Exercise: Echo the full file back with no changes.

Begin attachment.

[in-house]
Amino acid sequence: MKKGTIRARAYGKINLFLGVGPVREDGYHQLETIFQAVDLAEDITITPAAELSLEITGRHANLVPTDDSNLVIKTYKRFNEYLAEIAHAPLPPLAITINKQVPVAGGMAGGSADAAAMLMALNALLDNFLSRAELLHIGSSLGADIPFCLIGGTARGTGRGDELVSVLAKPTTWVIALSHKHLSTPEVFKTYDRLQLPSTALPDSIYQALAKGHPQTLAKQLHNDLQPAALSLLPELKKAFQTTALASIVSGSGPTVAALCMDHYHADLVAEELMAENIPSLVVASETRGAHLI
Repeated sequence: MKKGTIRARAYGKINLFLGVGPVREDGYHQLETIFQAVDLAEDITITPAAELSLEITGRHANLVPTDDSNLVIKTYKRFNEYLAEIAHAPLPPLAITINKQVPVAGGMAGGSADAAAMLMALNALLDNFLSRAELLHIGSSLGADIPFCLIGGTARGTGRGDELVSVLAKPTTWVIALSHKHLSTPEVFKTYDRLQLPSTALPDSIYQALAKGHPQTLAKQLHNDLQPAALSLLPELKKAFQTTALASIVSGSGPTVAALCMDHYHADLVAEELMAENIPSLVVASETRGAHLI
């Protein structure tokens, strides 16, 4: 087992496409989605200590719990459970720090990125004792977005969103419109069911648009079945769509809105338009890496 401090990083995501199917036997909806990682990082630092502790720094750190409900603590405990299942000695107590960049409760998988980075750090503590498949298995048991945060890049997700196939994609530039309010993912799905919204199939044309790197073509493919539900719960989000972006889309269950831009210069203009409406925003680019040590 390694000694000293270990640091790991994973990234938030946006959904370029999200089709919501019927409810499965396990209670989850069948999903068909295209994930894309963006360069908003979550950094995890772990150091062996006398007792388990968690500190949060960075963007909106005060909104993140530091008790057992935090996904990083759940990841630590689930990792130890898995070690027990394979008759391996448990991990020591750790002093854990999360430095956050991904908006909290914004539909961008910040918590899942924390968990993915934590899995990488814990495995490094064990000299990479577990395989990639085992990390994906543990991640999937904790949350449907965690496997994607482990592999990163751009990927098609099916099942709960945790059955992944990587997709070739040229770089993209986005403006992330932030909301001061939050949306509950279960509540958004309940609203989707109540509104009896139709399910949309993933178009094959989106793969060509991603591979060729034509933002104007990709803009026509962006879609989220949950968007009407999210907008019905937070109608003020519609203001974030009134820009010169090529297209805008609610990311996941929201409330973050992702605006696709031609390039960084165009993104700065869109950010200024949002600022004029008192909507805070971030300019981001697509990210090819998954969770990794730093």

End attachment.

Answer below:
[in-house]
Amino acid sequence: MKKGTIRARAYGKINLFLGVGPVREDGYHQLETIFQAVDLAEDITITPAAELSLEITGRHANLVPTDDSNLVIKTYKRFNEYLAEIAHAPLPPLAITINKQVPVAGGMAGGSADAAAMLMALNALLDNFLSRAELLHIGSSLGADIPFCLIGGTARGTGRGDELVSVLAKPTTWVIALSHKHLSTPEVFKTYDRLQLPSTALPDSIYQALAKGHPQTLAKQLHNDLQPAALSLLPELKKAFQTTALASIVSGSGPTVAALCMDHYHADLVAEELMAENIPSLVVASETRGAHLI
Repeated sequence: MKKGTIRARAYGKINLFLGVGPVREDGYHQLETIFQAVDLAEDITITPAAELSLEITGRHANLVPTDDSNLVIKTYKRFNEYLAEIAHAPLPPLAITINKQVPVAGGMAGGSADAAAMLMALNALLDNFLSRAELLHIGSSLGADIPFCLIGGTARGTGRGDELVSVLAKPTTWVIALSHKHLSTPEVFKTYDRLQLPSTALPDSIYQALAKGHPQTLAKQLHNDLQPAALSLLPELKKAFQTTALASIVSGSGPTVAALCMDHYHADLVAEELMAENIPSLVVASETRGAHLI
């Protein structure tokens, strides 16, 4: 087992496409989605200590719990459970720090990125004792977005969103419109069911648009079945769509809105338009890496 401090990083995501199917036997909806990682990082630092502790720094750190409900603590405990299942000695107590960049409760998988980075750090503590498949298995048991945060890049997700196939994609530039309010993912799905919204199939044309790197073509493919539900719960989000972006889309269950831009210069203009409406925003680019040590 390694000694000293270990640091790991994973990234938030946006959904370029999200089709919501019927409810499965396990209670989850069948999903068909295209994930894309963006360069908003979550950094995890772990150091062996006398007792388990968690500190949060960075963007909106005060909104993140530091008790057992935090996904990083759940990841630590689930990792130890898995070690027990394979008759391996448990991990020591750790002093854990999360430095956050991904908006909290914004539909961008910040918590899942924390968990993915934590899995990488814990495995490094064990000299990479577990395989990639085992990390994906543990991640999937904790949350449907965690496997994607482990592999990163751009990927098609099916099942709960945790059955992944990587997709070739040229770089993209986005403006992330932030909301001061939050949306509950279960509540958004309940609203989707109540509104009896139709399910949309993933178009094959989106793969060509991603591979060729034509933002104007990709803009026509962006879609989220949950968007009407999210907008019905937070109608003020519609203001974030009134820009010169090529297209805008609610990311996941929201409330973050992702605006696709031609390039960084165009993104700065869109950010200024949002600022004029008192909507805070971030300019981001697509990210090819998954969770990794730093």